Controversy[edit]

On July 9, 2009, an ECA and GamePolitics enthusiast posted the comment at GamePolitics' ShoutBox his "wish for a dirty bomb attack on NYC..." This was sent to the FBI, and shortly thereafter GP, which had allowed the posted comment for twelve hours, removed it.[citation needed]

The association had a very public battle with game publisher, Electronic Arts, following the release of Spore in September 2009 due to digital rights management software which was included in the game, but had not been disclosed to consumers. The restrictiveness of that DRM was also an issue and the ECA’s GamePolitics website became the lightning rod which channeled gamers’ discontent. Six months prior, ECA President, Hal Halpin, suggested that game publishers create a disclosure icon for software packaging to alert consumers to the presence of DRM at a Federal Trade Commission (FTC) conference in Seattle, Washington.[citation needed]

On December 2, 2009, controversy arose regarding the ECA’s membership cancellation policy, in which the association’s membership terms and conditions were changed without notifying ECA users. The change was made due to an exploit in a partner’s coupon codes. The cancellation policy change temporarily required that members mail a physical letter requesting cancellation while the association upgraded their systems. There were also complaints about the change in the terms and conditions being made without notifying the membership, which struck some members as ironic given the ECA’s stance regarding End User License Agreements.[10][11][12][13][14] The three-week ordeal ended on December 24, 2009 once the promised new modules went public giving members online account termination and an online auto-renewal opt-out functionality similar to Xbox Live and ECA’s listing with the CT Better Business Bureau was raised to an A-.[15][16][17]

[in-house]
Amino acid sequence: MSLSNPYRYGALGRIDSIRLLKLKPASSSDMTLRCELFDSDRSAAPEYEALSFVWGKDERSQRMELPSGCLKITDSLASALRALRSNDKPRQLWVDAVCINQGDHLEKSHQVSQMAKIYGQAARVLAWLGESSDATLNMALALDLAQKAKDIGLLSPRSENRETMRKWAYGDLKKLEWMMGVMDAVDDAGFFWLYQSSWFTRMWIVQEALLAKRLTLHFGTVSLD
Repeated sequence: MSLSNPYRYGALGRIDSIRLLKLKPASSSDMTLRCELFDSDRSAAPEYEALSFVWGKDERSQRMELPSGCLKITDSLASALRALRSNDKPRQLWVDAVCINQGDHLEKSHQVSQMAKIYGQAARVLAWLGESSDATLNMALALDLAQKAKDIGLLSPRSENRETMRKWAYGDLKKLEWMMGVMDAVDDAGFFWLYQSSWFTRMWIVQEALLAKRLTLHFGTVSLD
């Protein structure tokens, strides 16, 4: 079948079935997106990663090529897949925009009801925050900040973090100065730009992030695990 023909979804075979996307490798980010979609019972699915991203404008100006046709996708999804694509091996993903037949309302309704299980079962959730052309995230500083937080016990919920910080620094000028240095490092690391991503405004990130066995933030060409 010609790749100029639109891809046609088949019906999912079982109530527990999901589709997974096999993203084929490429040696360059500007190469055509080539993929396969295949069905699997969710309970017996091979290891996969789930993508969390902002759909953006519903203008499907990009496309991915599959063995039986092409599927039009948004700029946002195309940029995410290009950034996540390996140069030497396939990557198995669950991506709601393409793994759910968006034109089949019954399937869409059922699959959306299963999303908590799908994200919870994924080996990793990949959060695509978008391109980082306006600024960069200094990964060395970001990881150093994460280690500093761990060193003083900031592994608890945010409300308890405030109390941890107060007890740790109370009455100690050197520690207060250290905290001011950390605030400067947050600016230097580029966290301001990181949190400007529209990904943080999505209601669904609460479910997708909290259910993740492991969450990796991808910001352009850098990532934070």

In April 2010, some former ECA members found their accounts being automatically renewed, and their credit cards charged ECA's annual membership fee. Those renewed ex-members canceled their memberships through the mail during the December 2009 controversy, while other renewed members had canceled their memberships through the online options established in January 2010.

On February 6, 2013, the ECA announced via Facebook[18] their appointment of "Gerard Williams" aka "The Hip Hop Gamer".[19] as their video game ambassador. The appointment was received with negative reception by gamers and gaming press[20] who felt that his reputation of verbally/physically threatening others and use of the word 'faggot' would hurt the image and cause of gamers as a consumer group.[21][22] Heather Ellertson, the ECA's Vice President of Marketing sent out a press release saying that Gerard was in the process of turning his life around and they "wanted to give him the opportunity to be a voice for gamers and a positive role model for gaming".[23] The ECA & 'Hip Hop Gamer Inc' then announced via their Facebook page that all complaints, comments and criticisms should be directed to The Hip Hop Gamer himself and that he did not represent the views of any of their partners or sponsors.[24] Gerard Williams then published a video explaining that he had only used the word 'faggot' because someone told him to 'shut up' during a Sony press event.[25]

Support[edit]